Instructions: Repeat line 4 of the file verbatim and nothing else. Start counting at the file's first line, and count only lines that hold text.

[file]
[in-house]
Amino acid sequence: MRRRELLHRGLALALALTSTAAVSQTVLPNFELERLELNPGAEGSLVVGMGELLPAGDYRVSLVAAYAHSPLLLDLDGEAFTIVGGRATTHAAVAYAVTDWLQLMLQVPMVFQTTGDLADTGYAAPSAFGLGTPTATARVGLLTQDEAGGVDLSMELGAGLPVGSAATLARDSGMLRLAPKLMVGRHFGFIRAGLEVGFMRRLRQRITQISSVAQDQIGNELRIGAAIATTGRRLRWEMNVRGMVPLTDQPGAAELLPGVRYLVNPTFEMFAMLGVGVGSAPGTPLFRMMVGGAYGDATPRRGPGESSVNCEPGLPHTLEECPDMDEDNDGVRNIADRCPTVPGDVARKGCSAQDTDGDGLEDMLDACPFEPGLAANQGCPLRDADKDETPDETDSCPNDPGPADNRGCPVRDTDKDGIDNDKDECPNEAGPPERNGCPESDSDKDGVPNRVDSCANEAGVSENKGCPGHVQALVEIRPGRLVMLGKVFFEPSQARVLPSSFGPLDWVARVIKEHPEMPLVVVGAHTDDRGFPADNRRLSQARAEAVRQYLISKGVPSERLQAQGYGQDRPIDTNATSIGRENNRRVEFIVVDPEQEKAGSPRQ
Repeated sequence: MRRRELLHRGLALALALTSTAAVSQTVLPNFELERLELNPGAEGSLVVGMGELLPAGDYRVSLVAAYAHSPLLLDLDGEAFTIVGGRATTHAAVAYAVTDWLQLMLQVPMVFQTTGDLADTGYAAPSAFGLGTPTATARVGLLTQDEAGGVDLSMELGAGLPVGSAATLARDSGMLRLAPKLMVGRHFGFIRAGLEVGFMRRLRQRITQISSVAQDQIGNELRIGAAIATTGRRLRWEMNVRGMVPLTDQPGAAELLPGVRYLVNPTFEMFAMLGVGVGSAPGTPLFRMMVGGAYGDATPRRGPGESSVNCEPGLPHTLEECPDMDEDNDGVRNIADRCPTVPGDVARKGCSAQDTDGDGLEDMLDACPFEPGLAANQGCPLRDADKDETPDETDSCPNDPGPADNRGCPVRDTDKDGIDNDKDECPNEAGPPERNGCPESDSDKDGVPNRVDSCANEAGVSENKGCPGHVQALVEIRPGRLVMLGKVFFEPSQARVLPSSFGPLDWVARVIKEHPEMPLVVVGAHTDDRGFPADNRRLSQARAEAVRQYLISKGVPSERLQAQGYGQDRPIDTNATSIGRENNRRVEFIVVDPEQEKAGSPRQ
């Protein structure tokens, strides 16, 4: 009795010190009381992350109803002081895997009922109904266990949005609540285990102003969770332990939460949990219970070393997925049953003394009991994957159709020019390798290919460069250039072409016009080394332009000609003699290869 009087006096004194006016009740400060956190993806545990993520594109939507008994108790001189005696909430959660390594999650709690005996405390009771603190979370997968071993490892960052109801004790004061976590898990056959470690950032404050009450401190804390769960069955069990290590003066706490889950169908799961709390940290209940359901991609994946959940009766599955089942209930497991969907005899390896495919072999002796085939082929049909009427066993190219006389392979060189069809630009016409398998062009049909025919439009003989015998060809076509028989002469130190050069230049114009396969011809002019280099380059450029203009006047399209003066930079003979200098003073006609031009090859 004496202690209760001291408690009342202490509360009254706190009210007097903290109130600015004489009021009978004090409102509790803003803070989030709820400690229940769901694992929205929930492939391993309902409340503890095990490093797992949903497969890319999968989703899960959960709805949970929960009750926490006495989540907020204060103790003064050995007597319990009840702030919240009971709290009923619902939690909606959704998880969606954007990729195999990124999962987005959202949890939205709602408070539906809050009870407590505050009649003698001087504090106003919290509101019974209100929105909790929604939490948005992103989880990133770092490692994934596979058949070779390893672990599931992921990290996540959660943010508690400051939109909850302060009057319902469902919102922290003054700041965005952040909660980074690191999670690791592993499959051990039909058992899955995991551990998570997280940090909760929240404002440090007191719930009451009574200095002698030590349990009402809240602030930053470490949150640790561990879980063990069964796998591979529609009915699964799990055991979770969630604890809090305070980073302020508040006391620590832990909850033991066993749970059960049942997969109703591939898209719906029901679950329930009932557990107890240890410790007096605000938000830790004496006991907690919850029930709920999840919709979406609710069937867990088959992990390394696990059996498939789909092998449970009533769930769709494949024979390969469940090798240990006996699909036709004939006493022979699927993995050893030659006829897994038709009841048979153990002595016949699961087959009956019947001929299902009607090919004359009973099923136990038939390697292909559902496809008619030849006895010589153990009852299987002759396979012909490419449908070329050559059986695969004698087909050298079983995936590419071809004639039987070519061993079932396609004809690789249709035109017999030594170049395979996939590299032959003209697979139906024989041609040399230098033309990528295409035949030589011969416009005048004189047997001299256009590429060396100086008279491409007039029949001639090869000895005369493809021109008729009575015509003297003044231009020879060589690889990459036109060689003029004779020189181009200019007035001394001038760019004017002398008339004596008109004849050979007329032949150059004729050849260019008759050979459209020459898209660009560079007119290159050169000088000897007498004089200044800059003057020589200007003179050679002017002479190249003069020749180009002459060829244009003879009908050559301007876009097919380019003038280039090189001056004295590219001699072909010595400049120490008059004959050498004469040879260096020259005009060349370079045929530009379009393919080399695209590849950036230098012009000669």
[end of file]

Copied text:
């Protein structure tokens, strides 16, 4: 009795010190009381992350109803002081895997009922109904266990949005609540285990102003969770332990939460949990219970070393997925049953003394009991994957159709020019390798290919460069250039072409016009080394332009000609003699290869 009087006096004194006016009740400060956190993806545990993520594109939507008994108790001189005696909430959660390594999650709690005996405390009771603190979370997968071993490892960052109801004790004061976590898990056959470690950032404050009450401190804390769960069955069990290590003066706490889950169908799961709390940290209940359901991609994946959940009766599955089942209930497991969907005899390896495919072999002796085939082929049909009427066993190219006389392979060189069809630009016409398998062009049909025919439009003989015998060809076509028989002469130190050069230049114009396969011809002019280099380059450029203009006047399209003066930079003979200098003073006609031009090859 004496202690209760001291408690009342202490509360009254706190009210007097903290109130600015004489009021009978004090409102509790803003803070989030709820400690229940769901694992929205929930492939391993309902409340503890095990490093797992949903497969890319999968989703899960959960709805949970929960009750926490006495989540907020204060103790003064050995007597319990009840702030919240009971709290009923619902939690909606959704998880969606954007990729195999990124999962987005959202949890939205709602408070539906809050009870407590505050009649003698001087504090106003919290509101019974209100929105909790929604939490948005992103989880990133770092490692994934596979058949070779390893672990599931992921990290996540959660943010508690400051939109909850302060009057319902469902919102922290003054700041965005952040909660980074690191999670690791592993499959051990039909058992899955995991551990998570997280940090909760929240404002440090007191719930009451009574200095002698030590349990009402809240602030930053470490949150640790561990879980063990069964796998591979529609009915699964799990055991979770969630604890809090305070980073302020508040006391620590832990909850033991066993749970059960049942997969109703591939898209719906029901679950329930009932557990107890240890410790007096605000938000830790004496006991907690919850029930709920999840919709979406609710069937867990088959992990390394696990059996498939789909092998449970009533769930769709494949024979390969469940090798240990006996699909036709004939006493022979699927993995050893030659006829897994038709009841048979153990002595016949699961087959009956019947001929299902009607090919004359009973099923136990038939390697292909559902496809008619030849006895010589153990009852299987002759396979012909490419449908070329050559059986695969004698087909050298079983995936590419071809004639039987070519061993079932396609004809690789249709035109017999030594170049395979996939590299032959003209697979139906024989041609040399230098033309990528295409035949030589011969416009005048004189047997001299256009590429060396100086008279491409007039029949001639090869000895005369493809021109008729009575015509003297003044231009020879060589690889990459036109060689003029004779020189181009200019007035001394001038760019004017002398008339004596008109004849050979007329032949150059004729050849260019008759050979459209020459898209660009560079007119290159050169000088000897007498004089200044800059003057020589200007003179050679002017002479190249003069020749180009002459060829244009003879009908050559301007876009097919380019003038280039090189001056004295590219001699072909010595400049120490008059004959050498004469040879260096020259005009060349370079045929530009379009393919080399695209590849950036230098012009000669």